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Coalitions: Both art and science

Updated June 17, 2013

enter image description hereAllow me to start with a digression.

One of the best descriptions of India that I have read comes from Shashi Tharoor, currently in Manmohan Singh’s council of ministers, author and former under-secretary general for public affairs at the United Nations.

His metaphor of India as a thali is both appealing and enduring.

“If America is a melting-pot, then to me India is a thali, a selection of sumptuous dishes in different bowls. Each tastes different, and does not necessarily mix with the next, but they belong together on the same plate, and they complement each other in making the meal a satisfying repast,” Tharoor has argued.

India is nothing but diverse. In every which way – language, dress, food, religion, dialect, caste, culture – you name it and the country has it.

Its diversity has consumed those with monochromatic views. Its electorate has humbled those who felt that they were entitled to rule simply by birth.

Equally, it has been unkind to those who feel that they have a right to rule India because they belong to the majority Hindu religion, which itself is practised in diverse forms.

My love for diversity doesn’t take away from the myriad problems and drawbacks India suffers from and the absolute need to resolve them.

It’s a difficult country to understand and even more difficult country to govern.

Many have described the Congress party, in its grand old avatar as a coalition, which ruled the country from 1947 to 1977. After being voted out after Emergency ruled by Prime Minister Indira Gandhi, the Congress and Mrs. Gandhi returned to power in 1980.

The baton passed to Rajiv Gandhi in 1984, whose assassination led to the assumption of power by P.V. Narasimha Rao (who presided over the demolition of the Babri Masjid in December 1992) and became the last Indian prime minister to run a single-party government from 1991-1996.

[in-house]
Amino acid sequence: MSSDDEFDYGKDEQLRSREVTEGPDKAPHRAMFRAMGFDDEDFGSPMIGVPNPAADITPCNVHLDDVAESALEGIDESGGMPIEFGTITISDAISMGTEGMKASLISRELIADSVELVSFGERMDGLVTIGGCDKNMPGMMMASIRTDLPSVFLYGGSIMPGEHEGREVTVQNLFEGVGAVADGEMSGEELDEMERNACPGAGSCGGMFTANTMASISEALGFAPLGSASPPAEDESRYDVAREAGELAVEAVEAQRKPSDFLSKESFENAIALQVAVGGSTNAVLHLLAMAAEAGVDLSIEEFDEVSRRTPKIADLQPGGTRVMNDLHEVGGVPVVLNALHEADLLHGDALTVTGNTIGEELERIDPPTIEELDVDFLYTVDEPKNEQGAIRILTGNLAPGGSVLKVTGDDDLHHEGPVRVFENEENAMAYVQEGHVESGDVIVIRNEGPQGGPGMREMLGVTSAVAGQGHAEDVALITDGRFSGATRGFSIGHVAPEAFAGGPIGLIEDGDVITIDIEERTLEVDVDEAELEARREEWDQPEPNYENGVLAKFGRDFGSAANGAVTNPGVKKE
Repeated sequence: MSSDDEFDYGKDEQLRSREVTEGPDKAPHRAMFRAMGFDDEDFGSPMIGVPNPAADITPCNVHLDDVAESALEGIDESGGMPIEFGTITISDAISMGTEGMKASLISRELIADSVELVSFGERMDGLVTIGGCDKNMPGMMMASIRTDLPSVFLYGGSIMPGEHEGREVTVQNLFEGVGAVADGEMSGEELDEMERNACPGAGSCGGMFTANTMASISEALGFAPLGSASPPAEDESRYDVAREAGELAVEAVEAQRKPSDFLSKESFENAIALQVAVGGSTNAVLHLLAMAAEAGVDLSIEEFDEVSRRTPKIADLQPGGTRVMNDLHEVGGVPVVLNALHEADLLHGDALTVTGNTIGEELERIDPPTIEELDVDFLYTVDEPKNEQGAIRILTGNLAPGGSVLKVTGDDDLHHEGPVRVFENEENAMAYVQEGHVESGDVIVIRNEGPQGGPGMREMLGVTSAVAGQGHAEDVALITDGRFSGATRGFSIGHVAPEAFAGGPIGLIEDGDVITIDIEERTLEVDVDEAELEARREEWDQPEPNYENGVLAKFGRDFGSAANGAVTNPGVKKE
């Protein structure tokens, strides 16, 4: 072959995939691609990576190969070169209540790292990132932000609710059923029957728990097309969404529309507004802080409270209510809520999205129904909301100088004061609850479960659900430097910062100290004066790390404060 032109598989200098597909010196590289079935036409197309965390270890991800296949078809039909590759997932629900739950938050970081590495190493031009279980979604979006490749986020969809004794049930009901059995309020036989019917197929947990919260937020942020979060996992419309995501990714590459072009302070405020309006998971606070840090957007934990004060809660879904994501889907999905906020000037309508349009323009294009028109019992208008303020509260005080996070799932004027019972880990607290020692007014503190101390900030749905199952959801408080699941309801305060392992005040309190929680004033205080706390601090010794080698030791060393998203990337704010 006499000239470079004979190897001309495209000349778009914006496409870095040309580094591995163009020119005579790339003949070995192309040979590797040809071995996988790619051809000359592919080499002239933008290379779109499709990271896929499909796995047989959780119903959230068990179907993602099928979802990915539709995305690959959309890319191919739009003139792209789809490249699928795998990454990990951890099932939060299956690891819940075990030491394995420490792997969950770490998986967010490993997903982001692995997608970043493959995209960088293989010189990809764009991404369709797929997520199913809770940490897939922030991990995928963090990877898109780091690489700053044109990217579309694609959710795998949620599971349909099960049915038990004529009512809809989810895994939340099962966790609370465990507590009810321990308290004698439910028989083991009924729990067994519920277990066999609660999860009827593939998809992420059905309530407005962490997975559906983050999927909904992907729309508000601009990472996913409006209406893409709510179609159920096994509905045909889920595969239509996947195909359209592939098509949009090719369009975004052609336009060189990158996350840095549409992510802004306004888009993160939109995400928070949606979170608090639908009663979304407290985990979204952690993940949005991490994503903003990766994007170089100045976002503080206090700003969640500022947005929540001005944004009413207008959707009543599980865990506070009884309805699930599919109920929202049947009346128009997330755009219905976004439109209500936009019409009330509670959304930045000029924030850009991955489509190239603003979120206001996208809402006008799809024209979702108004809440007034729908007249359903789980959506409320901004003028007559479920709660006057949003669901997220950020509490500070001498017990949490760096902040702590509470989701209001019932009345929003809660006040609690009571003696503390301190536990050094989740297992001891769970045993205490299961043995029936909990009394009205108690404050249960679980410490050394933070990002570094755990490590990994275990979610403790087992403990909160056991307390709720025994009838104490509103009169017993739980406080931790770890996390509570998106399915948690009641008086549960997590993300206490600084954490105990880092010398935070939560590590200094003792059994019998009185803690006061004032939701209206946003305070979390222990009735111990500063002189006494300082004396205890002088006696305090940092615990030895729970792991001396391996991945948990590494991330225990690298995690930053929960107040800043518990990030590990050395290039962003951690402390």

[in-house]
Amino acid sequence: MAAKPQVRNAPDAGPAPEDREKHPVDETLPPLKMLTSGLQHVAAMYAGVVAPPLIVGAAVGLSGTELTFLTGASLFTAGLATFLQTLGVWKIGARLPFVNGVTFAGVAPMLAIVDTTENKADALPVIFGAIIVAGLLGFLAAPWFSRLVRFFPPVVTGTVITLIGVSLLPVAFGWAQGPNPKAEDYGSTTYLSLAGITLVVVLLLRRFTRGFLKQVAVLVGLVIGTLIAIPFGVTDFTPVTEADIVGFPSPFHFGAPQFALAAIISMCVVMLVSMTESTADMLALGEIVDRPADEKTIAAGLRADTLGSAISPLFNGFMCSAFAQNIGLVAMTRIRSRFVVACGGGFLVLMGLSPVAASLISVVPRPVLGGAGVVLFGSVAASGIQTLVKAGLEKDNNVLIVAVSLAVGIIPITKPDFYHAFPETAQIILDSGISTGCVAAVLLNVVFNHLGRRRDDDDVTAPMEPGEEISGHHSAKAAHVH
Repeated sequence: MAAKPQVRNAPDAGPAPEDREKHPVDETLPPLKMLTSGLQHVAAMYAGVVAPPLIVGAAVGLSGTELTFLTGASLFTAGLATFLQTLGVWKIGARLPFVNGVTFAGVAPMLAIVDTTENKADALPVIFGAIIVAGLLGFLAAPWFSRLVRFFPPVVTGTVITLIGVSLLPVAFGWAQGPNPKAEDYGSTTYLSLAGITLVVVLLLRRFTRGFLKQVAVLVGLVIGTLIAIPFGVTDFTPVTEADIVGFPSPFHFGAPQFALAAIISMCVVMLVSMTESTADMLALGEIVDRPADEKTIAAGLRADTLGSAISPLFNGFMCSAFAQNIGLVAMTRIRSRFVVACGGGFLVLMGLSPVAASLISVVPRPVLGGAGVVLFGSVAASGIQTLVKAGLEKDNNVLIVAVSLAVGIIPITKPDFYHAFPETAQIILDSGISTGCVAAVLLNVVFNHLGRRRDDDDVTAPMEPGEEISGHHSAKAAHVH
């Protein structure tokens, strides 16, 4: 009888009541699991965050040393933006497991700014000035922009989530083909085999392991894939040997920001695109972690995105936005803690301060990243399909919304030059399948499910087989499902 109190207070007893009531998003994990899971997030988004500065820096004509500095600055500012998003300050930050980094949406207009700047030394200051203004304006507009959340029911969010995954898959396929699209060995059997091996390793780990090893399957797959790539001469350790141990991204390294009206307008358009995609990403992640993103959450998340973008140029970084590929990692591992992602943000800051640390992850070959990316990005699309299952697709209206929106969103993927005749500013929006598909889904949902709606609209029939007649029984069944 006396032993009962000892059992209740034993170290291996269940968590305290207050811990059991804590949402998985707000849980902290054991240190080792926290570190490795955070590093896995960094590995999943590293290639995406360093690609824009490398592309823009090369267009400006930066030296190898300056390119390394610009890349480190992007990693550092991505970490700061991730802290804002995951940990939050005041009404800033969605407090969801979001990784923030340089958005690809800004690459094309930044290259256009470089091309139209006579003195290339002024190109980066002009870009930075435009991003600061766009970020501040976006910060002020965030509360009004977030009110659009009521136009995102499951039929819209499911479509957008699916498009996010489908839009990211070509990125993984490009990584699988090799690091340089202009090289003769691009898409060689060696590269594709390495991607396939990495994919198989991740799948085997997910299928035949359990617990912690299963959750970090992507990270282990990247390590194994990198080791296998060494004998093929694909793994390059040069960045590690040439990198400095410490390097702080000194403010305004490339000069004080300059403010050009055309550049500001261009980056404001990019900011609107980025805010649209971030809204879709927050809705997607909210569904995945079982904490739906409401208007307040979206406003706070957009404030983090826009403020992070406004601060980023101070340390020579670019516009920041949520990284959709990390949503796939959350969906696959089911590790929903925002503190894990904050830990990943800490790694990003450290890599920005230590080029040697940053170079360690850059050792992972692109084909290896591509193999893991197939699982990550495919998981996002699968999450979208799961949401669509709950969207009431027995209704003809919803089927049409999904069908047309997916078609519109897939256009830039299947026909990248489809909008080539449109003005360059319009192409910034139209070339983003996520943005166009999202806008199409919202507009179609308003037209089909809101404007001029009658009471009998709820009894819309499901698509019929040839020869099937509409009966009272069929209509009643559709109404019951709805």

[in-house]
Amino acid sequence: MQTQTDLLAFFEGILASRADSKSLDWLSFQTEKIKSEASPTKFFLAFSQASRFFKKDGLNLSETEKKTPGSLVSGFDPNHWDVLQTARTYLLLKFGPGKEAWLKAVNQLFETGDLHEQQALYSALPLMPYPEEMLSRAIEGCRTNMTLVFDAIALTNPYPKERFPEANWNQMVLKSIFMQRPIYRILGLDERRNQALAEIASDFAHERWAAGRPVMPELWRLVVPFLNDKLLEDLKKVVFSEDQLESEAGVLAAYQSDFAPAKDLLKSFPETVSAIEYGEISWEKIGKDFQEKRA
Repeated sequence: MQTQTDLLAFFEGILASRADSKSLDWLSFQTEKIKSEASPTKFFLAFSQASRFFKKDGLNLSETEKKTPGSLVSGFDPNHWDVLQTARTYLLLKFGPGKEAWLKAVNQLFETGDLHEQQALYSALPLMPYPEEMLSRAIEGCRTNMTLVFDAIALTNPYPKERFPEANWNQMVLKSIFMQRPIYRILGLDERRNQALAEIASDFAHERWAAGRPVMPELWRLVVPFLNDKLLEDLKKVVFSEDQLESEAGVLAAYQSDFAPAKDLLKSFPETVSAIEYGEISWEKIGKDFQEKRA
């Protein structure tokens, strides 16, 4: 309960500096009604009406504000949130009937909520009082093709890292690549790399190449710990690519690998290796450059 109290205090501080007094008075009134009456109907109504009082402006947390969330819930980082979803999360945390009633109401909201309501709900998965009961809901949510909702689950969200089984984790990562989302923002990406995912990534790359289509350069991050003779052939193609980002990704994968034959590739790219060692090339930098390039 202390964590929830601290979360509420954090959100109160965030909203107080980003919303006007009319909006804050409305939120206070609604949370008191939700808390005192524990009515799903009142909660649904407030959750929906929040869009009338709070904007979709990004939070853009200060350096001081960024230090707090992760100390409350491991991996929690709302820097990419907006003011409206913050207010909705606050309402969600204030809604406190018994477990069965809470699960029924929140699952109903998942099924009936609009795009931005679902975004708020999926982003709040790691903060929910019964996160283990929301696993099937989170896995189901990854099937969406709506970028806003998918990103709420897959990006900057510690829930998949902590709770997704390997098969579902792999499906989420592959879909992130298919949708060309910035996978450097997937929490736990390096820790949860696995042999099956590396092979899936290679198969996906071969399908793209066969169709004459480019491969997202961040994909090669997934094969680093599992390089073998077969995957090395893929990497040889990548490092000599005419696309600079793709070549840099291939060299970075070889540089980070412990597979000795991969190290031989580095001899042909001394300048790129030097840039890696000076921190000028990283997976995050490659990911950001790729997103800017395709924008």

After that it’s been a succession of coalition governments.

Run either by the Bharatiya Janata Party-led National Democratic Alliance (NDA) or the Congress-led United Progressive Alliance, these multi-party governments have governed India for nearly two decades.

Like them or hate them, coalitions are the Indian reality, which is unlikely to change anytime soon.

If anything powerful regional parties and leaders like Nitish Kumar (Bihar), Mamata Banerjee (West Bengal), Naveen Patnaik (Orissa), Maywati and Mulayam Singh Yadav (Uttar Pradesh) and Jayalalithaa (Tamil Nadu) look stronger when compared to the BJP or the Congress.

The short point is this: whoever wants to run India in 2014 will have to build and work a coalition government.

Enter the BJP with Narendra Modi, the divisive chief minister of Gujarat, who did little to stop the massacre of 1,000 Muslims in February 2002.

He’s quite different from the only Prime Minister the BJP has offered to the nation – the ailing Atal Bihari Vajpayee – the master of political ambiguity – who often ran the government by his silences rather than by words.

While part of the BJP establishment, which believes in the principle of Hindu supremacy, Vajpayee managed to project himself as standing a little distance away from the core objectives of his party.

Modi’s appointment as the BJP’s campaign chief led to the short-lived resignation of senior leader and Karachi-born Lal Krishna Advani from all party posts.

His projection as the tallest leader in the BJP – to which Advani has objections (along with others) – has already led to fissures with Bihar Chief Minister Nitish Kumar, who has terminated his 17-year-long alliance with the BJP.

In sum, Modi is a divisive leader – not acceptable to secular Hindus (India’s largest vote bank) and to Muslims in general because of his open espousal of Hindu communal politics.

A bankrupt BJP should understand that there’s no way he can build or run a coalition government.

The collapse of the alliance in Bihar simply confirms this hypothesis.

Not all the corporate funding for Mr. Modi, not all the Twitter messaging and fudging facts about Gujarat’s development record can turn him into an acceptable leader for thali India.

Reducing your appeal is not going to allow you to build a new coalition – either with political parties or with the electorate. Particularly when you don’t have a base in the whole of South, North-East and East India.

And, as journalist Ajit Sahi writes, the numbers don’t really stack up for the BJP and Modi.